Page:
Beaver Islands Got Their Name – on ‘This Date in Central Minnesota History’
ST. CLOUD - October 10th, 1805 – Zebulon Pike discovers the Beaver Islands
The adventurous explorer Zebulon Pike made many expeditions into America’s newly owned frontier during the period of expansion following the Louisiana Purchase. Most notably remembered for his exploration of the southern territory and what is now central Colorado, he also led the first American military expedition into “the Minnesota country.” The main purpose of this expedition was to follow the Mississippi River northward to find its source, but it was also part of an attempt to notify the Native Americans and British traders that the US now owned much of North America, and to promote peace between tribes.
The expedition began on August 9th, 1805 when Pike and his men left St. Louis. Their main means of transportation at first was a seventy-foot long keelboat which Pike referred to as “the barge.” But the large craft was soon traded for two smaller flat-bottomed boats called ‘bateaux,’ which were popular among fur traders of the time.
Pike traveled up-river for about two weeks until he reached the mouth of the Minnesota River, and planted what is probably the first American flag on Minnesota soil. Here he also started to try to make peace between Minnesota’s main squabbling tribes: the Sioux and Chippewa. During his meeting with the Sioux, Pike reached a treaty agreement to purchase land for US military posts, which would eventually become Fort Snelling, the first military post in Minnesota.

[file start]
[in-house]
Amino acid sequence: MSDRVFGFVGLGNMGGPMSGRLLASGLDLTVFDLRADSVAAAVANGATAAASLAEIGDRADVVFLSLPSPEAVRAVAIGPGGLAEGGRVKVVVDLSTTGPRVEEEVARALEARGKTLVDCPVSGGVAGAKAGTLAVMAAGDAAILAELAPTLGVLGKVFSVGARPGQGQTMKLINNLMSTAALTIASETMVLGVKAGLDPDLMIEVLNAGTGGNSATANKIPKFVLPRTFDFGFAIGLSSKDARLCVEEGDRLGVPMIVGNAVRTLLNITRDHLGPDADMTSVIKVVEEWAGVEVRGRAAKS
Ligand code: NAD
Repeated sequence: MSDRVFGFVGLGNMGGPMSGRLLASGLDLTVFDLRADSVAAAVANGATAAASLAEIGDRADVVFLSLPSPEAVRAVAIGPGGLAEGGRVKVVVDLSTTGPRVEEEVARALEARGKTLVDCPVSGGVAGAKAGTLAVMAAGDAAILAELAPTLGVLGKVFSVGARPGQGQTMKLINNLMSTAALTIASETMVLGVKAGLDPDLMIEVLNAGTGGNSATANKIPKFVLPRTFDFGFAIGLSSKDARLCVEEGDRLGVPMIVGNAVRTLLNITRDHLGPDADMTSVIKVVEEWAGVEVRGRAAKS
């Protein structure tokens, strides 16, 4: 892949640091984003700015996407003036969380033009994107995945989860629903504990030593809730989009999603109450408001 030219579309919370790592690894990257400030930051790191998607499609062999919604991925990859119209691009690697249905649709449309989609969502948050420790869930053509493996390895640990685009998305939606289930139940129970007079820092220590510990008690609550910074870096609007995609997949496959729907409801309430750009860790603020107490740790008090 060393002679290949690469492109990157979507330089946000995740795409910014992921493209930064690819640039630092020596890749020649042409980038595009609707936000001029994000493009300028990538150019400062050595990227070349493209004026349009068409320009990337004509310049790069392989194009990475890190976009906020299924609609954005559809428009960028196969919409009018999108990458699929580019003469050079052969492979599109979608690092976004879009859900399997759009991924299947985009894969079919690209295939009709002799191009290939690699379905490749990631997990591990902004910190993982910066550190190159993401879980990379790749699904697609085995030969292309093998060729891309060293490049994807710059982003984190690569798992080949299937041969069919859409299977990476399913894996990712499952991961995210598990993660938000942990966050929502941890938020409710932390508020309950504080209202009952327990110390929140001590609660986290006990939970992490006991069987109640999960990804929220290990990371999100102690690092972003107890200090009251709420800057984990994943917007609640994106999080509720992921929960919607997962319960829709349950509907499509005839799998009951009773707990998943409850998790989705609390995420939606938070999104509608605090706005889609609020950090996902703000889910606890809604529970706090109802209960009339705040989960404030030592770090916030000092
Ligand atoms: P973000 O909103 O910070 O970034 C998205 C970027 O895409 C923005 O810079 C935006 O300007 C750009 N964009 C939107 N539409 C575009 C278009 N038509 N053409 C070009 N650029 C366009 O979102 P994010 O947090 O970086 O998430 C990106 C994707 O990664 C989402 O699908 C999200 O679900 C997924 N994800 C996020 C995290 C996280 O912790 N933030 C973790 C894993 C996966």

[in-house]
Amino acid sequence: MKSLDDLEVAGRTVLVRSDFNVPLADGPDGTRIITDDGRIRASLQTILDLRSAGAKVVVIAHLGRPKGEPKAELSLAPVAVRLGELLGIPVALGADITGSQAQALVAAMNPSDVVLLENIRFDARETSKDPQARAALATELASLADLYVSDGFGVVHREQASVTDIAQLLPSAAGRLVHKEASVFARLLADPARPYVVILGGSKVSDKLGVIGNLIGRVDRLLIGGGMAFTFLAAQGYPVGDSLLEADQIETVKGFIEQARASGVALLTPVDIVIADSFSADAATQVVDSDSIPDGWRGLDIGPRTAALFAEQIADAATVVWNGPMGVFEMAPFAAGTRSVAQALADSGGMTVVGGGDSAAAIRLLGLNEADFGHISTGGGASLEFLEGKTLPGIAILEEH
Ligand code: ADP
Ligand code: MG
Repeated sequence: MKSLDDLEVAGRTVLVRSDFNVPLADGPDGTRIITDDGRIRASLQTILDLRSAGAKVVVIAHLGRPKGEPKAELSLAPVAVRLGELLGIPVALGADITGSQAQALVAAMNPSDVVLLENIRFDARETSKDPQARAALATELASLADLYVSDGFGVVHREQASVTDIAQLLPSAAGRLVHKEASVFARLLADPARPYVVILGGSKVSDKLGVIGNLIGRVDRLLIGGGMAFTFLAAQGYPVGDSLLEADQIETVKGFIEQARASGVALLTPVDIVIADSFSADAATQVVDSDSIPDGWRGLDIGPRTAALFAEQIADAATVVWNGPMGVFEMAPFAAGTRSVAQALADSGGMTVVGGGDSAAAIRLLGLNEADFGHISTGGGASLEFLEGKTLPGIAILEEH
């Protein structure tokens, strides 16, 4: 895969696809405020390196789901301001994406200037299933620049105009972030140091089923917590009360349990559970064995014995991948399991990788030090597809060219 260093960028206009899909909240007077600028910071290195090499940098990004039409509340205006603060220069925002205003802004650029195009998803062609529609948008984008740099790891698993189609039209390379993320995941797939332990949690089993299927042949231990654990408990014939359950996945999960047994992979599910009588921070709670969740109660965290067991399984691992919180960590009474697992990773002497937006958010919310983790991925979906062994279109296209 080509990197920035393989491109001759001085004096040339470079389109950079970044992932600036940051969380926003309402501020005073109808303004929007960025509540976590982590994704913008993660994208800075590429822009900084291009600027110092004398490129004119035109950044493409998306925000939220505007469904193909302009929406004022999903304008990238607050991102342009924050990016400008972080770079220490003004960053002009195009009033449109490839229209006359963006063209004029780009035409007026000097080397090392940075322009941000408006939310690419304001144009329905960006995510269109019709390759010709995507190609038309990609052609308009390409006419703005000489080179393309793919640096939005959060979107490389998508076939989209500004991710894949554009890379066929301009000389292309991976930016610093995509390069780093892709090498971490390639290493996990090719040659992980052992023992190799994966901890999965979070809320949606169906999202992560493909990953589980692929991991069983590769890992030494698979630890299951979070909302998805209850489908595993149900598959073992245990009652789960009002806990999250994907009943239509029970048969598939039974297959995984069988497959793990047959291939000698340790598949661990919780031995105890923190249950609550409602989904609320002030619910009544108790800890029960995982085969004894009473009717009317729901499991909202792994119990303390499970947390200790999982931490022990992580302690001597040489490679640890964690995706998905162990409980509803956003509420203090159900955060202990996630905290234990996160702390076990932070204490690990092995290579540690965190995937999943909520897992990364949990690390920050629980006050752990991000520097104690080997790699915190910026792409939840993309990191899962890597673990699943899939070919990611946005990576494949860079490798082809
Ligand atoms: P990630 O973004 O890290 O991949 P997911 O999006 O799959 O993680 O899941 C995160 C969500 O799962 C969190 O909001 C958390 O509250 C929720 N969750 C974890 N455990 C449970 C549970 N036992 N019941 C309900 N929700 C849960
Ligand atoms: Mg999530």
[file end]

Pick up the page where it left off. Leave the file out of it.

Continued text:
Pike continued north on his journey on October 1st, and on this day, October 10th, in 1805 he reached a grouping of islands just south of where downtown St. Cloud is today. In Pike’s journal he kept of his journey, he gives the reason for naming them the ‘Beaver Islands’;
“…passed a cluster of islands, more than 20 in the course of four miles; these I called Beaver Islands from the immense signs of those animals, for they have dams on every island…”
Pike continued on his exploration of the Mississippi River, but due to the harsh Minnesota winter, did not go far enough to find the source. He and his group returned downriver in 1806, and he would continue on to survey other parts of America’s new territories, having many islands, cities, and a peak named after him. Pike died fighting bravely for the United States in the War of 1812, but his name lives on in many iconic American places.
The Beaver Islands kept the name given to them by Pike (though they were also known as the Thousand Islands for a time), but as central Minnesota was settled and the land tamed, the beaver population dwindled due to trappers and furriers who came to the area. St. Cloud eventually developed along the banks of the Mississippi, and the Beaver Islands have been prominent in the city’s past.
The title to the islands was purchased by the St. Cloud State Teachers College (which is now St. Cloud State University) in 1934. There were 9 larger islands that had bridges running between them, as well as 10 smaller islands. One of the islands was set apart by the SCSTC to be observed as a naturally progressing island without any human intervention. The college made the islands available to all students, with cabins and tents for lodging. The Beaver Islands proved to be a great asset for many years.
On October 10th, 1949, almost 150 years after Pike first discovered the Beaver Islands, a monument to Pike was dedicated in Riverside Park. The monument was created by the Cold Spring Granite Co., and presented to the city by the Stearns County Historical Society.
In the years since the monument’s dedication, the Beaver Islands have stayed a serene oasis in the middle of a rushing river and a bustling city. A multi-purpose path along the river known as the Beaver Island Trail is a quiet and tranquil trip that many college students, locals, and visitors alike enjoy.
Here’s an audio version of this story:
Thanks to Stearns History Museum Volunteer Spencer Brown for his help with our series, “This Date In Central Minnesota History”, on WJON.